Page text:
When dissimilar metals are in contact with each other in a “galvanic series,” the more anodic material (i.e. the material with a higher tendency to sacrifice electrons in a galvanic series) will preferentially sacrifice electrons for the less anodic (or more cathodic) material. The electrons which are sacrificed for the cathodic material result in the corrosion or deterioration of the anodic material. Higher carrier mobility in the electrolytic solution may result in an enhanced or accelerated corrosion rate of the anodic material. Anodic materials may corrode at an enhanced or accelerated rate when submerged in electrolytic solutions such as water, including salt water, fresh water, etc.

It is know to provide an additional sacrificial anode, with higher anodic characteristics than the dissimilar materials which are to be protected, in electrical communication with the dissimilar materials, in order to inhibit or slow the rate of corrosion of the dissimilar materials. However, such sacrificial anodes are not well suited for use on submersible motors, propellers, lower units, and the like. Submersible motors, propellers, and lower units are often constructed from dissimilar materials, and submersed in an electrolytic solution such as pond water, lake water, salt water, etc. Due to this combination, the motors, propellers, and lower units may have an enhanced or accelerated rate of corrosion. Such arrangements often require the use of sacrificial anodes to slow or prevent corrosion.

However, typical sacrificial anodes often require multiple assembly steps to install the anode in the desired location. Furthermore, typical sacrificial anodes are not integral to the motor, propeller or lower unit, and may be difficult to install. Also, installing sacrificial anodes often requires compromising the body with invasive procedures such as drilling, tapping, etc.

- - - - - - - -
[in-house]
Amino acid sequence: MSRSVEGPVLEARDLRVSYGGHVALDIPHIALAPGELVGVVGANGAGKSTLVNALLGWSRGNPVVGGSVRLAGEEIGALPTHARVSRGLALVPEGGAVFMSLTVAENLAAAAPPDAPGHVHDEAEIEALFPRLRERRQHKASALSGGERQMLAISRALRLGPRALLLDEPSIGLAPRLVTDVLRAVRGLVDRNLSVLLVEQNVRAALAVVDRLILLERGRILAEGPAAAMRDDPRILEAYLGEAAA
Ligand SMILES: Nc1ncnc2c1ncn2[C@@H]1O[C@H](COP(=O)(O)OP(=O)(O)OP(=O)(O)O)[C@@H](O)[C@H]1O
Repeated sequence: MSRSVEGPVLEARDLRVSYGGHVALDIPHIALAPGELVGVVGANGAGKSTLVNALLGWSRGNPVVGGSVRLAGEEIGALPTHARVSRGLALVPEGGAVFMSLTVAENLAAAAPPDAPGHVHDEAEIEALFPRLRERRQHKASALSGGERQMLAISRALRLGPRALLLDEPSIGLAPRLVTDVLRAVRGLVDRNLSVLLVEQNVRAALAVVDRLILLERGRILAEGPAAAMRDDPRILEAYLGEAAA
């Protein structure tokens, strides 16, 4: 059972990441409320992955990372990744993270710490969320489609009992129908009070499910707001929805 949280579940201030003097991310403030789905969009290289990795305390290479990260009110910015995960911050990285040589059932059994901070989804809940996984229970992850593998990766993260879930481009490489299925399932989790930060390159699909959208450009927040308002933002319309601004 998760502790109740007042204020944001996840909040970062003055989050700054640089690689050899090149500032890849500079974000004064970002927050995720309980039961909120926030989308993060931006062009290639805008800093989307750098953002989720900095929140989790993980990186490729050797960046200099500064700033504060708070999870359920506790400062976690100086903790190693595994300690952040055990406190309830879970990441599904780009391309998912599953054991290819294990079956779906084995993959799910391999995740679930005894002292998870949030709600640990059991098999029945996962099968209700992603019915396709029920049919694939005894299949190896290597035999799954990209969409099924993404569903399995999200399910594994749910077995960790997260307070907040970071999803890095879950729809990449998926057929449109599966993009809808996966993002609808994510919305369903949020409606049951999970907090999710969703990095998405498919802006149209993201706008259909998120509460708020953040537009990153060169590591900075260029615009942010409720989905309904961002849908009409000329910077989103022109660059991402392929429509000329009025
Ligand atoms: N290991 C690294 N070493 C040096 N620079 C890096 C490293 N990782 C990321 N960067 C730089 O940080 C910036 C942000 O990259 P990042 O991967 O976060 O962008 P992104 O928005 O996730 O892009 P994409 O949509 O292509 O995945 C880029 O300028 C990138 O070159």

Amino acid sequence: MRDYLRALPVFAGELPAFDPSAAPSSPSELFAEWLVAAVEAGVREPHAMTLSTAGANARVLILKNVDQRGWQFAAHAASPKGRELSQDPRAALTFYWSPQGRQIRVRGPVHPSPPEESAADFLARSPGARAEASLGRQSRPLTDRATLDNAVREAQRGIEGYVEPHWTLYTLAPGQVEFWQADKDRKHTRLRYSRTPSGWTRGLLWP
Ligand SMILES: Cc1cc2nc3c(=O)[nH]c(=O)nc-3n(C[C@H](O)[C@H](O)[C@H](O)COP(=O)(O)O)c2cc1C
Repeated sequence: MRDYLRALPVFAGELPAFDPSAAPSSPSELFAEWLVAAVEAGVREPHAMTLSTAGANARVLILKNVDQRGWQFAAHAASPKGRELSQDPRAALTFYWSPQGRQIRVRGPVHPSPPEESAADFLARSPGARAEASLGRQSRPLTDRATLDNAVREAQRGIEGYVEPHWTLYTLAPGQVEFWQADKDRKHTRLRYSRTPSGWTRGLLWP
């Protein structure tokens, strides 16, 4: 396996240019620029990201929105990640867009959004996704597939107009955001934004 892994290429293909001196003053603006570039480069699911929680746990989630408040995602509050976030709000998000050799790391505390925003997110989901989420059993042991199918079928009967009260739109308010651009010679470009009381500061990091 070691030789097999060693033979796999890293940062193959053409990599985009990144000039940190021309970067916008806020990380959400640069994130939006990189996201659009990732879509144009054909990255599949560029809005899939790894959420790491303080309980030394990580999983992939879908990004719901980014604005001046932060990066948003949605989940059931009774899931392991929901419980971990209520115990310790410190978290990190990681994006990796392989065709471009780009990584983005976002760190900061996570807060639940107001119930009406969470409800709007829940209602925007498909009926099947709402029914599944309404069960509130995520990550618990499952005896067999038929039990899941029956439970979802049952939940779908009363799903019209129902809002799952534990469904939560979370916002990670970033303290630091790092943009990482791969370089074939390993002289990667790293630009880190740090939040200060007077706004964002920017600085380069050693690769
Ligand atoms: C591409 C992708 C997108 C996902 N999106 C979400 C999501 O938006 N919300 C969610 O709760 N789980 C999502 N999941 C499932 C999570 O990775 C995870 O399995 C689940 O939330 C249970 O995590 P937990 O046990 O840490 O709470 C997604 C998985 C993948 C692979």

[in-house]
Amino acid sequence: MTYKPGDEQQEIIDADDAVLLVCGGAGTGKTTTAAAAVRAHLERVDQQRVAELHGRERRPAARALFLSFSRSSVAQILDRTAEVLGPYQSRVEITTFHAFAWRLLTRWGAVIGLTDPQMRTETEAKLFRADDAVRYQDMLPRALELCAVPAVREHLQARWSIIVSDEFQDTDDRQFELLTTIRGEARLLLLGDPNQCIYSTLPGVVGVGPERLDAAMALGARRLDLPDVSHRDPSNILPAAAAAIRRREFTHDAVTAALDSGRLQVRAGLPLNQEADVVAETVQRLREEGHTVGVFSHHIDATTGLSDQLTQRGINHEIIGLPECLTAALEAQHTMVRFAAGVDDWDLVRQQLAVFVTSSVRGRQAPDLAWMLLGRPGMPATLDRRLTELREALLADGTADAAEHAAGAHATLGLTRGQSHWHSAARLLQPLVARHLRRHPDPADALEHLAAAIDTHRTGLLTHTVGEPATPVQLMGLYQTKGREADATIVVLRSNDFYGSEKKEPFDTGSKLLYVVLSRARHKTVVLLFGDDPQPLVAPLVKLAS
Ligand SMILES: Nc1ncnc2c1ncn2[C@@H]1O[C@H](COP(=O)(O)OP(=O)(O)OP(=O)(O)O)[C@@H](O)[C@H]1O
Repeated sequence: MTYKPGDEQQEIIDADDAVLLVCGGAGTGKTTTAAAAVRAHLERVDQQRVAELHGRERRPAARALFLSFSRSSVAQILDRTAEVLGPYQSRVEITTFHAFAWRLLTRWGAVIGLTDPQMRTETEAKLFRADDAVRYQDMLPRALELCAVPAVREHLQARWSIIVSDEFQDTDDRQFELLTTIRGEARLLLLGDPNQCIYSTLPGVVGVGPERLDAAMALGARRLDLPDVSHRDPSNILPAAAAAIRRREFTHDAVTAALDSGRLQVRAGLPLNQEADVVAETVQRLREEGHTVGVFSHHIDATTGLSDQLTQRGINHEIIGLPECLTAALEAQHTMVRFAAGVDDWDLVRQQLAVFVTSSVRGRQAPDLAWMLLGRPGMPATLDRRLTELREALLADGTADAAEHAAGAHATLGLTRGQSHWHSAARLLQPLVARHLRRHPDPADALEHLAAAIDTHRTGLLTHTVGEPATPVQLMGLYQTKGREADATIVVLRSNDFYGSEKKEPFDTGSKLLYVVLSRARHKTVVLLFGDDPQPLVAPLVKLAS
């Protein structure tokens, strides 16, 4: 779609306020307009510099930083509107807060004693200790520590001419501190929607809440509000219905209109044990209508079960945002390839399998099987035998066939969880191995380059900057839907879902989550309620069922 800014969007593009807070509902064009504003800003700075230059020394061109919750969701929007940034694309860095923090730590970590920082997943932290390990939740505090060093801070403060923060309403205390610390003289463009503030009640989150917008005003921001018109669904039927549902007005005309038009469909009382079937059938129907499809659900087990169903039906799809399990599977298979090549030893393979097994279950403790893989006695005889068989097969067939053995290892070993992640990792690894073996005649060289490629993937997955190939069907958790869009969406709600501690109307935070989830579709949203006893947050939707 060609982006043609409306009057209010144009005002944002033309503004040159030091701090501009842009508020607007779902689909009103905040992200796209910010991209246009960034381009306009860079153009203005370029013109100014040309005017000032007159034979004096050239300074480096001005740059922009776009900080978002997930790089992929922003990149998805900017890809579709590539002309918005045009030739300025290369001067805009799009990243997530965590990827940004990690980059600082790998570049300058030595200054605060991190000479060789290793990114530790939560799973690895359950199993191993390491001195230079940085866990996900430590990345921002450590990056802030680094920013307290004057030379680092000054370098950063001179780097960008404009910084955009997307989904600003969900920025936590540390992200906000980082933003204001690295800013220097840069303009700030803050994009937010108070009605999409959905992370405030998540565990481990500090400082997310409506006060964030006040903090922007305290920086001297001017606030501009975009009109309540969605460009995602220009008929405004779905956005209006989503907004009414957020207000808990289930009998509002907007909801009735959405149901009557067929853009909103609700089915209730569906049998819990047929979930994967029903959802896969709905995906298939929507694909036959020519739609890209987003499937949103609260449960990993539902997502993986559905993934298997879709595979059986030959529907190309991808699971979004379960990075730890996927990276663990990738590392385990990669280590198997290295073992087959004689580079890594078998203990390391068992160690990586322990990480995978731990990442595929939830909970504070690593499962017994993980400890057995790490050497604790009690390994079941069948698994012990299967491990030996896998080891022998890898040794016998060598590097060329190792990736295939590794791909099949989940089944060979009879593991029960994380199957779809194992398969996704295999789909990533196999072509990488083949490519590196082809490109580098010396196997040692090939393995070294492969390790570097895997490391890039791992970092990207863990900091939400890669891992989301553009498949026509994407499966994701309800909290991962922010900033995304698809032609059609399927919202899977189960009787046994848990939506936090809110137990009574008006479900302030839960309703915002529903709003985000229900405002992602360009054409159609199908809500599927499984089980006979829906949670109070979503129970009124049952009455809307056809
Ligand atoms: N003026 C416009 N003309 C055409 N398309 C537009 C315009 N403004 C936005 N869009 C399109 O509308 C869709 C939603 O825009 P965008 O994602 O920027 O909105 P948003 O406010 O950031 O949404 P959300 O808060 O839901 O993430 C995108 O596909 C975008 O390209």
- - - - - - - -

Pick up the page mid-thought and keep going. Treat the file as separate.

Accordingly, it would be advantageous to provide an anode which would be integral to the design of the motor, propeller, or lower unit. It would also be advantageous to provide an anode with a design which minimizes the number of parts required, and reduces the cost of construction. Also, it would be advantageous to provide an anode which could be provided on a motor, propeller, or lower unit without additional assembly steps. It would further be advantageous to provide an anode which is easy to remove and replace. Furthermore, it would be advantageous to provide an anode which may be mounted without compromising the unit or body. It would also be advantageous to provide an anode which offers an integral construction.

It would be desirable to provide a propeller assembly which provides one or more of these advantageous features. The techniques below extend to those embodiments which fall within the scope of the appended claims, regardless of whether they provide one or more of the above-mentioned advantageous features.

SUMMARY OF THE INVENTION

According to one exemplary embodiment, a propeller attachment includes a body, the body including an anodic material, at least one projection projecting from the body, and a fastener coupled to the body.

According to another exemplary embodiment, an anode includes an annular body constructed from an anodic material, a fastener disposed centrally in the annular body, and at least one extension coupled to the annular body, the at least one extension is configured to allow for gripping of the anode.

According to another exemplary embodiment, a fastener for coupling a propeller to a drive shaft of a lower unit includes a fastening portion configured to threadably engage the drive shaft and retain the propeller. The fastener further includes an anodic portion disposed around the fastening portion. The anodic portion is shaped to form at least one grip, and the anodic portion preferentially corrodes to prevent corrosion of the lower unit.

BRIEF DESCRIPTION OF THE DRAWINGS

FIG. 1 is a perspective view of an anode assembly according to an exemplary embodiment;

FIG. 2 is an exploded perspective view of the anode assembly;

FIG. 3 is a side elevation view of the anode assembly;

FIG. 4 is a cross-section view of the anode assembly shown in FIG. 1, taken along the line 44;

FIG. 5 is an exploded perspective view of an anode portion and a fastening portion according to an exemplary embodiment;